Gazmin to activists: Why don’t you protest China incursions?
MANILA, Philippines—Defense Secretary Voltaire Gazmin on Saturday twitted activists for their silence on the country’s territorial dispute with China, while they loudly protest the Philippines’ new defense cooperation agreement with the United States.
“Our problem is we keep on complaining [about] the Enhanced Defense Cooperation (with the US). Why don’t we complain when the Chinese [used] water [cannons] on us? Why? Nasaan ang pagka-Pilipino natin (Where is our Filipino spirit)? We demonstrate against those who are helping us but we don’t demonstrate against those who are bullying us,” Gazmin said in Filipino.
“This fight [for territory], it’s not only the leaders who are involved. It’s all the Filipinos. It’s the problem of the Filipinos. This is not just a problem of President Aquino. It is a problem of Juan, a problem of Pedro,” Gazmin told reporters on the sidelines of the 117th anniversary of the Philippine Army at Fort Bonifacio.
Gazmin said the Department of Foreign Affairs was the government agency tasked with answering questions about the country’s moves to address the dispute with China over the Ayungin Shoal in the Spratlys.
But he could not help but wonder out loud why some Filipino activists were protesting the Philippines’ Enhanced Defense Cooperation with the US but were quiet when it came to the maritime row with China.
The Philippines will file a memorial, or a written pleading, on the West Philippine Sea territorial dispute with China before the United Nations Arbitral Tribunal on March 30.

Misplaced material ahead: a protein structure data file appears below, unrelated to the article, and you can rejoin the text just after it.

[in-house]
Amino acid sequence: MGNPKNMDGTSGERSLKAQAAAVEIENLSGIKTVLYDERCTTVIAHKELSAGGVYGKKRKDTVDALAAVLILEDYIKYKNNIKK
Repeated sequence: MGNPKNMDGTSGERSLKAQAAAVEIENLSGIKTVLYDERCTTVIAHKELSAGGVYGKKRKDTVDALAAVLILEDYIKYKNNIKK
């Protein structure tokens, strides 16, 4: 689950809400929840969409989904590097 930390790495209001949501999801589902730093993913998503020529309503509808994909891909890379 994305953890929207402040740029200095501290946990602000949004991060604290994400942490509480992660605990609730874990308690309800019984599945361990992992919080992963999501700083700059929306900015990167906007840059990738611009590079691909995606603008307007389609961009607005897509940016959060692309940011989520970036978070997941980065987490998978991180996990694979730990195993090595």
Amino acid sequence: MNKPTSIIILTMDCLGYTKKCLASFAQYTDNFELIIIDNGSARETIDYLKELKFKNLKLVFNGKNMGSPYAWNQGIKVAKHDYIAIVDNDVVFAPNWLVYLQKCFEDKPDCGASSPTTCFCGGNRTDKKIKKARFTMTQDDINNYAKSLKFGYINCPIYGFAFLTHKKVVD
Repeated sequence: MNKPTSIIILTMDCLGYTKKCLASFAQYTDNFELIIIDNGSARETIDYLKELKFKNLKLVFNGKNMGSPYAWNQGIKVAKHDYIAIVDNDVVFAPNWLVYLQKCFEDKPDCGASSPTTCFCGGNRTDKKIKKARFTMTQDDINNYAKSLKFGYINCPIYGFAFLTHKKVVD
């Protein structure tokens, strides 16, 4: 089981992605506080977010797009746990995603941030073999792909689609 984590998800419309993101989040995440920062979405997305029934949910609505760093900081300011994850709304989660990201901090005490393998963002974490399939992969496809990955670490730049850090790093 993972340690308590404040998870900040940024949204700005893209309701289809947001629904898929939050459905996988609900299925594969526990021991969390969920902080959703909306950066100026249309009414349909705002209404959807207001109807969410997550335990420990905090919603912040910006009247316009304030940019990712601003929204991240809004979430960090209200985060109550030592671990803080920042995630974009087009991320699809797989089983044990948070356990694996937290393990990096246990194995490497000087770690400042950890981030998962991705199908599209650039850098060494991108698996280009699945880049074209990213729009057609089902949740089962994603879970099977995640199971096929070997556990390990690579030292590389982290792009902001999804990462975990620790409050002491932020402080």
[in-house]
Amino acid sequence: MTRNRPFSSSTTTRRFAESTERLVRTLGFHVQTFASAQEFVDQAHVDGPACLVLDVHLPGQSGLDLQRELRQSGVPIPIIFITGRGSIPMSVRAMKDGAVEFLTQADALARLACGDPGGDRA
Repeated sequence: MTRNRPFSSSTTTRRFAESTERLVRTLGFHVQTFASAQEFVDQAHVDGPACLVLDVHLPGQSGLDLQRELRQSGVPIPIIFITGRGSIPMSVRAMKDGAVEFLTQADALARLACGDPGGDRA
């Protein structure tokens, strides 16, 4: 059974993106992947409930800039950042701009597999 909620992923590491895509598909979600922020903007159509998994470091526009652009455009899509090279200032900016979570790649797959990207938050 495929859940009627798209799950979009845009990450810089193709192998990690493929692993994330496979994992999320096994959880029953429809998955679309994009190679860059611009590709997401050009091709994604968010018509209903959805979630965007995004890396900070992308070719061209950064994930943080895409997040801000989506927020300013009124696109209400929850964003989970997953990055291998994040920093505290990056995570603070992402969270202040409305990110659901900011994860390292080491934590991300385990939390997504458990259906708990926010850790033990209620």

China has refused to participate in the arbitration proceeding, insisting the dispute should be resolved bilaterally with the Philippines.
Last week, Chinese coast guard ships blocked a Filipino vessel on its way to Ayungin Shoal to deliver food supplies to the Marines stationed there.
The Marines are on a rusty naval hospital ship that was grounded on the shoal in 1999 to mark the Philippines’ territory.
The Agreement on Enhanced Defense Cooperation (formerly known as the Framework Agreement for Increased Rotational Presence) being hammered out by the Philippines and the US is widely seen as a deterrent to China’s increasing aggression in connection with its territorial claims in the South China Sea.
The working draft of the new security deal would allow for an increased US military presence in the country and access to the Philippines’ military bases. Philippine authorities, on the other hand, would have access to US facilities set up inside the local military bases.
Gazmin on Saturday said the Philippines and the US were working on the final details of the agreement.
US President Barack Obama is scheduled to visit the Philippines in April.
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